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In Focus: 27 August 2015

Hon Jo Goodhew, MP for Rangitata

In the Electorate

Parliament has been sitting over the last three weeks and a number of announcements have been made some of which I have covered in this newsletter.

Over the past couple of weeks I have had opportunity to speak to two groups of seniors within the electorate. Both meetings have been interesting and the topics which arose wide ranging. I have also been able to meet with a number of community leaders and groups and also spoke to students at Ashburton Borough School. The Ashburton Borough students were fundraising for the SPCA on the day I was there and were very interested in seeing a photo of our cat Dave who came from the South Canterbury SPCA.

Next week will bring the one year anniversary of the shooting tragedy at Ashburton’s Work and Income office. My thoughts, along with those of the community, will turn to the families of those lost and the Work and Income staff affected by the events of September 1, 2014.

NZ Tourism booming

New Zealand’s tourism industry has passed a huge milestone with visitors exceeding three million in the past year for the first time ever.

More people are coming to New Zealand than ever before, spending more and staying for longer, helping boost our economy and creating more jobs and opportunities for New Zealanders.

Visitors to our shores in the year to July spent a total of $8.7 billion – up 28 per cent on the previous 12 months with nearly half being spent outside the main centres. Tourism was also directly responsible for 94,100 jobs within the industry and supported a further 72,700 in the year to March 2014.

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Tourism is our second-biggest export earner and the industry is in excellent shape which is good news for the New Zealand economy as a whole. The Government has already invested an unprecedented $600 million in tourism and tourism promotion as part of our plan to further diversify the economy which, based on the increase in visitor numbers, is paying off.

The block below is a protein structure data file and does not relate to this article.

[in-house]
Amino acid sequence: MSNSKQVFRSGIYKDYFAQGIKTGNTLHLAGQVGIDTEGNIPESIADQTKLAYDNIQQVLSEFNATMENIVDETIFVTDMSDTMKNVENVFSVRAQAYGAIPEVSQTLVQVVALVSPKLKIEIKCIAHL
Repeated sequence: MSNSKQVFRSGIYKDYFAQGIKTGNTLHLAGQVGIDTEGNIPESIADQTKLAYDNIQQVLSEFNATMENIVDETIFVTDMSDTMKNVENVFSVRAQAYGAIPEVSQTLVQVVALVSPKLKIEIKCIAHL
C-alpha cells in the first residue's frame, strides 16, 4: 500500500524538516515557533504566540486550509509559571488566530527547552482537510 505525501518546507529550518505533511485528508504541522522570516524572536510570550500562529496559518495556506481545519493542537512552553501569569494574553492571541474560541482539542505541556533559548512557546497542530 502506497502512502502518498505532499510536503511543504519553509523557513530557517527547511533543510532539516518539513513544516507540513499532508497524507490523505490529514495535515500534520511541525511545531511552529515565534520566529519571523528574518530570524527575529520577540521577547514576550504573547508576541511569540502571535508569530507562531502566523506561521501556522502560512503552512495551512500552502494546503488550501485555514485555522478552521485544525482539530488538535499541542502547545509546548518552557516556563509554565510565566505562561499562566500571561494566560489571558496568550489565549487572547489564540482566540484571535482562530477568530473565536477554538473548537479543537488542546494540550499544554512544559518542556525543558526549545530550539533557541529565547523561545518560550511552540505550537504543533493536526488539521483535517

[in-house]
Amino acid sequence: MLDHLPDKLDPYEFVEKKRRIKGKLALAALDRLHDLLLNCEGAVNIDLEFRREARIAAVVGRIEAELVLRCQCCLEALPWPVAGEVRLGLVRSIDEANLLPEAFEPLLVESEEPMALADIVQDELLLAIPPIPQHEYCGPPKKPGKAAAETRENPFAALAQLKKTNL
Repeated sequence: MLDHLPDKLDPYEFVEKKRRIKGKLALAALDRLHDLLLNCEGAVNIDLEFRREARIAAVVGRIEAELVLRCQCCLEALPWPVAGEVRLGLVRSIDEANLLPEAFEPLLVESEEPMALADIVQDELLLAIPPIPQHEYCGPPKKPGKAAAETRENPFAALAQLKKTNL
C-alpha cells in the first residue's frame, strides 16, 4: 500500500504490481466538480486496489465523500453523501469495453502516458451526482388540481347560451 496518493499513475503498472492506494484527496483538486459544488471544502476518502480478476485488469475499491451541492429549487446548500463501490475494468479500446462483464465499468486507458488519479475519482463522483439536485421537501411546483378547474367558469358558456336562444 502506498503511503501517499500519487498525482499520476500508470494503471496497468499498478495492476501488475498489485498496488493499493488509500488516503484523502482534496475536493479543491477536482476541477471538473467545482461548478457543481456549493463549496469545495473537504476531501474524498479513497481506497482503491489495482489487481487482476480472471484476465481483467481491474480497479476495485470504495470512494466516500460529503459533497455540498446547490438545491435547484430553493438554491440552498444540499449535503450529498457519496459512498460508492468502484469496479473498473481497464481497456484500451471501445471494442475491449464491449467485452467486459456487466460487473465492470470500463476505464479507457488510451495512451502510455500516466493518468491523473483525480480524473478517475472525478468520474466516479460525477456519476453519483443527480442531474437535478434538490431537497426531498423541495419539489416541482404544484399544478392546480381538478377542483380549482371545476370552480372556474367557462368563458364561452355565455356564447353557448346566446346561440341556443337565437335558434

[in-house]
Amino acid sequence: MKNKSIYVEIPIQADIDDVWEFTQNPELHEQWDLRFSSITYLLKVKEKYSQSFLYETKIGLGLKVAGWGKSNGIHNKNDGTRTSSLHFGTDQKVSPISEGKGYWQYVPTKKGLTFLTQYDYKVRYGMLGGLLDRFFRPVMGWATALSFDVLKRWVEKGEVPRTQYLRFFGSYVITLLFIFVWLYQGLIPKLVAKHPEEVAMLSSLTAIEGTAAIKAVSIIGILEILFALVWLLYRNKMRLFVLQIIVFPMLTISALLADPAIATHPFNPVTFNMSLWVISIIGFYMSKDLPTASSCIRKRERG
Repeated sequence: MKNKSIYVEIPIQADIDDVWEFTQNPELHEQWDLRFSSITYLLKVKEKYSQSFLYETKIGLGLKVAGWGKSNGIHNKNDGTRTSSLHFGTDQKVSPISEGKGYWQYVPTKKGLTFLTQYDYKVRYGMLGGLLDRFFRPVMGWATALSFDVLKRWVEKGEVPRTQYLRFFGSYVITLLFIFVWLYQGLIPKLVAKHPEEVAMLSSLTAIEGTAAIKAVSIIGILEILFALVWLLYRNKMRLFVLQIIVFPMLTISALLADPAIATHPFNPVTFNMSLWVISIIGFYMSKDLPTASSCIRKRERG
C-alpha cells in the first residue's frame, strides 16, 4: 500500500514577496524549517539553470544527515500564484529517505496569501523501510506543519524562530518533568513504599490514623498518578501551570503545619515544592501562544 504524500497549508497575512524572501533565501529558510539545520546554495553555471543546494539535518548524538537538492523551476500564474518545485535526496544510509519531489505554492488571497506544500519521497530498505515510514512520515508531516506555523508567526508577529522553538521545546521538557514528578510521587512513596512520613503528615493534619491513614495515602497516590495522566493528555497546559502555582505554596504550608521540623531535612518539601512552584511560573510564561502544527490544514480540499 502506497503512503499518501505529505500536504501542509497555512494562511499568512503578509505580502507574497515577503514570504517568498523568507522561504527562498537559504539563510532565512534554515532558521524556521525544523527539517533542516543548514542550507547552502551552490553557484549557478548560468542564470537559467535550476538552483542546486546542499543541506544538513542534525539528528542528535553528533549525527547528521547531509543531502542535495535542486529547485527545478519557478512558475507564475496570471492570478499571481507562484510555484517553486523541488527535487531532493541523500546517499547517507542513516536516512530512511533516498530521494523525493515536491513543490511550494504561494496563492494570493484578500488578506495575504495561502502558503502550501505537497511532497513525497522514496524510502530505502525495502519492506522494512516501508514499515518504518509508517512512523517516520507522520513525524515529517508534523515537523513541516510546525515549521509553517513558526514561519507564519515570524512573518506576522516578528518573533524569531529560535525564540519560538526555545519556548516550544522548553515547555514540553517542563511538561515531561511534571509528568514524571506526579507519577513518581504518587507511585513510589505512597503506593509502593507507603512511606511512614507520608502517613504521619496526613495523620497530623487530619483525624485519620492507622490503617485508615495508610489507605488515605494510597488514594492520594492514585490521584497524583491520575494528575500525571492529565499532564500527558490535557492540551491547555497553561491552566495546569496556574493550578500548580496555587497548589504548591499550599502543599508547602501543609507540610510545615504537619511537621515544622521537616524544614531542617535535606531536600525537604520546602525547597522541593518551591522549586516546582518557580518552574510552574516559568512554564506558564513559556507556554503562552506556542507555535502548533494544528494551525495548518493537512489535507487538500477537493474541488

In the South Island, tourism is a huge contributor to regional economies.

Christchurch welcomed almost 440,000 visitors for the year ending June 2015, an increase of 6.7 per cent on the previous year. Those visitors to Christchurch spent an estimated $837 million contributing to the 10.6 per cent growth in Canterbury’s economy last year.

Changes to Easter Sunday trading

The Government is to enable local communities, through councils, to decide whether retailers can open on Easter Sunday.

Current rules around shop trading over the Easter period are complex and relatively arbitrary. The law allows certain shops selling specific items to remain open, while others must close their doors. It also includes several historical exemptions which allow shops in some areas to open on EasterSunday while others cannot.

The proposed law change will enable communities to choose whether or not to allow trading. It will mean regions, especially tourist areas, can respond where there is strong demand for Easter Sunday trading.

The law change will also give workers the opportunity to decline to work or accept work if they wish to on that day – with no reason necessary. This will acknowledge Easter Sunday’s continued status as a day of significance across the country, and maintains the ability of workers to take a period of leave over the Easter holiday if they choose.

Only changes to Easter Sunday are being proposed reflecting the added religious and cultural significance attached to Good Friday, Anzac Day and Christmas which remain subject to restrictions.

The Bill is expected to be introduced in the coming weeks. The effects of the law change will be seen when Territorial Authorities make bylaws to allow for trading on Easter Sunday, likely from Easter 2017.